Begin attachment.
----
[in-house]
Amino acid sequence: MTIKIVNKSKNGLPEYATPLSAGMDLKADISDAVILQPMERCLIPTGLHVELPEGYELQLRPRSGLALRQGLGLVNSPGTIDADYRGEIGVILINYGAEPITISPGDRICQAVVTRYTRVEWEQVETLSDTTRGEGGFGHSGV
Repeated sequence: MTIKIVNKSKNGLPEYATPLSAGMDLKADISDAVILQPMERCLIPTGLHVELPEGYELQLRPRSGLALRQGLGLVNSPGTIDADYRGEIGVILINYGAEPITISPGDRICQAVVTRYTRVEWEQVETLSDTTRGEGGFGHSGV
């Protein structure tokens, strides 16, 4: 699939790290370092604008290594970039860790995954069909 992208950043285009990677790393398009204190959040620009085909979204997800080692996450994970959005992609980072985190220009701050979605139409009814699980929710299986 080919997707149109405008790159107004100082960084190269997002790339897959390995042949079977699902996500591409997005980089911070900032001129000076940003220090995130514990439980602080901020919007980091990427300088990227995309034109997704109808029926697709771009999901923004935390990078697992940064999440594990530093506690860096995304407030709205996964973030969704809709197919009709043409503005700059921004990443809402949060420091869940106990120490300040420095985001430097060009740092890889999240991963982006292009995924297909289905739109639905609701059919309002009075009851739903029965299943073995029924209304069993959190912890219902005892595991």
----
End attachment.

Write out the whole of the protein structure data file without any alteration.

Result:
[in-house]
Amino acid sequence: MTIKIVNKSKNGLPEYATPLSAGMDLKADISDAVILQPMERCLIPTGLHVELPEGYELQLRPRSGLALRQGLGLVNSPGTIDADYRGEIGVILINYGAEPITISPGDRICQAVVTRYTRVEWEQVETLSDTTRGEGGFGHSGV
Repeated sequence: MTIKIVNKSKNGLPEYATPLSAGMDLKADISDAVILQPMERCLIPTGLHVELPEGYELQLRPRSGLALRQGLGLVNSPGTIDADYRGEIGVILINYGAEPITISPGDRICQAVVTRYTRVEWEQVETLSDTTRGEGGFGHSGV
């Protein structure tokens, strides 16, 4: 699939790290370092604008290594970039860790995954069909 992208950043285009990677790393398009204190959040620009085909979204997800080692996450994970959005992609980072985190220009701050979605139409009814699980929710299986 080919997707149109405008790159107004100082960084190269997002790339897959390995042949079977699902996500591409997005980089911070900032001129000076940003220090995130514990439980602080901020919007980091990427300088990227995309034109997704109808029926697709771009999901923004935390990078697992940064999440594990530093506690860096995304407030709205996964973030969704809709197919009709043409503005700059921004990443809402949060420091869940106990120490300040420095985001430097060009740092890889999240991963982006292009995924297909289905739109639905609701059919309002009075009851739903029965299943073995029924209304069993959190912890219902005892595991």